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Install GitHub App

First, you need to install Cirrus Runners GitHub App on your GitHub organization. Please follow this link in order to enable Cirrus Runners for repositories in your organization.

After successful installation of Cirrus Runners App you'll be redirected to a checkout page powered by Stripe. We require to provide billing information in advance but your billing cycle will start only after 10 days of free trial.

If you prefer other means of billing or would like an extended trial period please contact

Configuring Cirrus Runners

In order for Cirrus Runners to be used by your GitHub Actions workflow jobs, specify a desired image in the runs-on property:

    name: "Run on the fastest infrastructure"
      - uses: actions/checkout@v4
      - name: List Installed Xcodes
        run: xcodes installed
      - name: Select Xcode 15.2
        run: sudo xcodes select 15.2
    name: "Run on the fastest infrastructure"
    name: "Run on the fastest infrastructure"

Available Images

For Linux runners, we provide an omnibus image that includes all necessary tools and dependencies for most use cases. These images are not 100% compatible with the GitHub Actions hosted runners, but we are working on improving compatibility. If your workflow didn't work out of the box, please let us know by creating an issue in the template repository used for creating the images.

For macOS runners, we provide images with different versions of macOS of Xcode pre-installed. You can find the list of available images in the similar template repository. We recommend to use image which contains 3 latest versions of Xcode pre-installed and xcodes tool to switch between them. This runner image starts your workflows instantly since it is pre-warmed on physical servers. Other* images might take 10-15 seconds longer to start.

Resource Classes

By default, a single concurrent Cirrus Runner uses "large" CPU and Memory resources for a given operating system. It is possible to request more resources by adding -xl suffix to the image tag. Here is an example of an XL macOS runner configuration which will use 8 CPUs and 24GB of memory:

name: Tests

Note that an XL runner occupies double the concurrency available to your organization.

For Linux runners, it is also possible to request "medium" and "small" resource that will respectively occupy 0.5 and 0.25 concurrency available to your organization.

name: Tests
name: Tests

Here is a table of all available resource classes per operating system:

Resource Class Suffix CPUs Memory Disk Concurrency
Large lg (default) 4 12 GB 130 1.00
Extra Large xl 8 24 GB 130 2.00
Resource Class Suffix CPUs Memory Disk Concurrency
Small sm 4 16 GB 25 0.25
Medium md 8 32 GB 50 0.50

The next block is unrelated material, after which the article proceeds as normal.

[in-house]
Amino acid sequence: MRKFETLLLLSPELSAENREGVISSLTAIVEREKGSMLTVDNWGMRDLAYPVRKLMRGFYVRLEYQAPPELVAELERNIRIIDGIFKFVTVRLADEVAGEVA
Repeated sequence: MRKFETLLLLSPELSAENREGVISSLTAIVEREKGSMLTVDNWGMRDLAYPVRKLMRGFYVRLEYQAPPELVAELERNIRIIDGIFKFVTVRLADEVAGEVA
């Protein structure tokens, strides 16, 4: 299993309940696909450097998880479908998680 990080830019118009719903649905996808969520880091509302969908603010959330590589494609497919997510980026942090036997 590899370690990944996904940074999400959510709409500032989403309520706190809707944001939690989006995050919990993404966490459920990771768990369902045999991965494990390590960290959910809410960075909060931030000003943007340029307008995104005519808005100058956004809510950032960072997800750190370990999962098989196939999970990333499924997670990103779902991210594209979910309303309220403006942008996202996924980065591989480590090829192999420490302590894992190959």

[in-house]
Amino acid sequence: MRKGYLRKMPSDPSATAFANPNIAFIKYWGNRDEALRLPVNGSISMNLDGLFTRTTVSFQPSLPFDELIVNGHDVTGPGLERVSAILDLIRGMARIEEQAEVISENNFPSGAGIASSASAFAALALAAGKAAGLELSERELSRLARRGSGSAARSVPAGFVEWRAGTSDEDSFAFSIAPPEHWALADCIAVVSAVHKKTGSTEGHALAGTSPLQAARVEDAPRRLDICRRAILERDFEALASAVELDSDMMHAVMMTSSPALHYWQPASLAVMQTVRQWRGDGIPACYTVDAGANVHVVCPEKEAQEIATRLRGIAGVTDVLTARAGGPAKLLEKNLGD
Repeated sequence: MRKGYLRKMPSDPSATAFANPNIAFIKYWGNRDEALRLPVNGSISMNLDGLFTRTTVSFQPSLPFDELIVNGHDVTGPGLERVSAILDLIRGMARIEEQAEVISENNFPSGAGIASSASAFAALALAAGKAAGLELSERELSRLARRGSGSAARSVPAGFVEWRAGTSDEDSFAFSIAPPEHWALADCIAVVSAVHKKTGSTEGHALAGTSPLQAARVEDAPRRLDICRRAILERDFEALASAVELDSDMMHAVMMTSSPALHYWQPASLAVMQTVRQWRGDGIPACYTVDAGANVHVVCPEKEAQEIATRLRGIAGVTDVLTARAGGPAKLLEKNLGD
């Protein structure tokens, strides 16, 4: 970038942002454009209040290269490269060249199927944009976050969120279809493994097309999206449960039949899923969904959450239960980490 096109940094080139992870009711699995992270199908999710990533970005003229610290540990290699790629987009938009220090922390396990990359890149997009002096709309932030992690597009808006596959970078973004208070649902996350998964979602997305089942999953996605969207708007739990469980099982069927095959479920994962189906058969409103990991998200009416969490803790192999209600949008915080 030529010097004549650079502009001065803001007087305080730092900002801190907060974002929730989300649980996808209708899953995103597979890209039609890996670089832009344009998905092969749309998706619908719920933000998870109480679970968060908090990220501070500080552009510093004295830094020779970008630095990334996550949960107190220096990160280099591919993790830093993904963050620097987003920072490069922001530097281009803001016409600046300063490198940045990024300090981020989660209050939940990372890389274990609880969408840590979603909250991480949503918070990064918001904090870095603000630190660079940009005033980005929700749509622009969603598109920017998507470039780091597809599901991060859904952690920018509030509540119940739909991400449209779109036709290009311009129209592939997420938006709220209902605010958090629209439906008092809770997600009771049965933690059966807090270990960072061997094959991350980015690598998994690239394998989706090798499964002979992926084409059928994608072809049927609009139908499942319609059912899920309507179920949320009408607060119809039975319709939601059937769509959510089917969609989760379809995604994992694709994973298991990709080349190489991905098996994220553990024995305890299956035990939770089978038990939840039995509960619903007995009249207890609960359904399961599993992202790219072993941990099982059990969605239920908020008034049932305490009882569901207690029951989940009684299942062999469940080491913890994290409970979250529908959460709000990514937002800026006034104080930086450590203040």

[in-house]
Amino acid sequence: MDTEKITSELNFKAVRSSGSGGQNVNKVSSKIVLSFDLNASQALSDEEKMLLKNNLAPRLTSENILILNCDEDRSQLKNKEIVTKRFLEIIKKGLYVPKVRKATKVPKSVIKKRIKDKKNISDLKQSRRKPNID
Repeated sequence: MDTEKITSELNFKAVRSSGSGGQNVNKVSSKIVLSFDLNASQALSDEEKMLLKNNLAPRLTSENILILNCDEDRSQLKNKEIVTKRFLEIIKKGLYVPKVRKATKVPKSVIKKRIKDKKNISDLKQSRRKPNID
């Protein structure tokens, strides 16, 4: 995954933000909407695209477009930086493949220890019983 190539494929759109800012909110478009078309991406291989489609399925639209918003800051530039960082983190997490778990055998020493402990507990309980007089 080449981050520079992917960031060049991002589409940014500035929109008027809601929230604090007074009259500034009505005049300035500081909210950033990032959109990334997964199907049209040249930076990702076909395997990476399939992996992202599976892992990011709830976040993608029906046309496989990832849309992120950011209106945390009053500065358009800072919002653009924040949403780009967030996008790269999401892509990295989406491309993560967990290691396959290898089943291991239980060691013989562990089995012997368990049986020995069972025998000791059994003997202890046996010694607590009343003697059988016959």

Large lg (default) 16 64 GB 100 1.00
Extra Large xl 32 128 GB 200 2.00
Resource Class Suffix CPUs Memory Disk Concurrency
Small sm 4 12 GB 25 0.25
Medium md 8 24 GB 50 0.50
Large lg (default) 16 48 GB 100 1.00
Extra Large xl 32 96 GB 200 2.00

Speeding up the cache

If you are using the actions/cache action and noticing slower than usual saving or restoring times, you might consider trying out the cirruslabs/cache action instead.

It is a fork of actions/cache that is synced to the upstream on a daily basis and is identical to it except for a 5 lines patch that makes it prefer our own caching API, which delivers a noticeable speed boost.

When using the cirruslabs/cache action on GitHub infrastructure it falls back to actions/cache behaviour.

You can try it out by simply changing the actions to cirruslabs:

-- uses: actions/cache@v4
+- uses: cirruslabs/cache@v4
     path: node_modules
     key: node_modules

Each Cirrus Runner you subscribe to comes with 100GB of storage space. Files in this storage are automatically deleted after 100 days to make room for new ones. For example, if you have 20 Cirrus Runners, you have a total of 2TB (2,000GB) of storage shared across all your repositories. If you go over that storage limit before the 100-day cleanup, the system will start deleting the oldest files first.

Advanced HTTP Cache Server

For most cases the regular cirruslabs/cache action mechanism is more than enough. But modern build systems like Gradle, Bazel and Pants can take advantage of remote caching. Remote caching is when a build system uploads and downloads intermediate results of a build execution while the build itself is still executing.

Cirrus Runners starts a local caching server and exposes it via CIRRUS_HTTP_CACHE_HOST environments variable. Caching server supports GET, POST, HEAD and DELETE requests to upload, download, check presence and delete artifacts.

For example running the following command:

curl -s -X POST --data-binary @myfolder.tar.gz http://$CIRRUS_HTTP_CACHE_HOST/name-key

will upload myfolder.tar.gz file to the cache with the key name-key.

Enabling Gradle Remote Build Cache

Cirrus HTTP Cache is compatible with Gradle Build Cache and can be enabled in settings.gradle.kts:

buildCache {
  // Check if Cirrus HTTP Cache is available
  val httpCacheHost = System.getenv("CIRRUS_HTTP_CACHE_HOST")
  if (httpCacheHost != null) {
    remote<HttpBuildCache> {
      url = uri("http://$httpCacheHost/")
      isEnabled = true
      // Push to cache only on the main branch
      isPush = System.getenv("GITHUB_REF_NAME") == "main"

Don't forget to put org.gradle.caching=true into file or pass --build-cache to the gradle command.

Runners Execution

When workflows are executing you'll see Cirrus on-demand runners on your organization's settings page at

Note that Cirrus Runners will get added to the default runner group.

Using Cirrus Runners with public repositories

By default, only private repositories can access runners in a default runner group, but you can override this in your organization's settings:

You can also get insights into the usage of Cirrus Runners by visiting the Cirrus Runners Dashboard.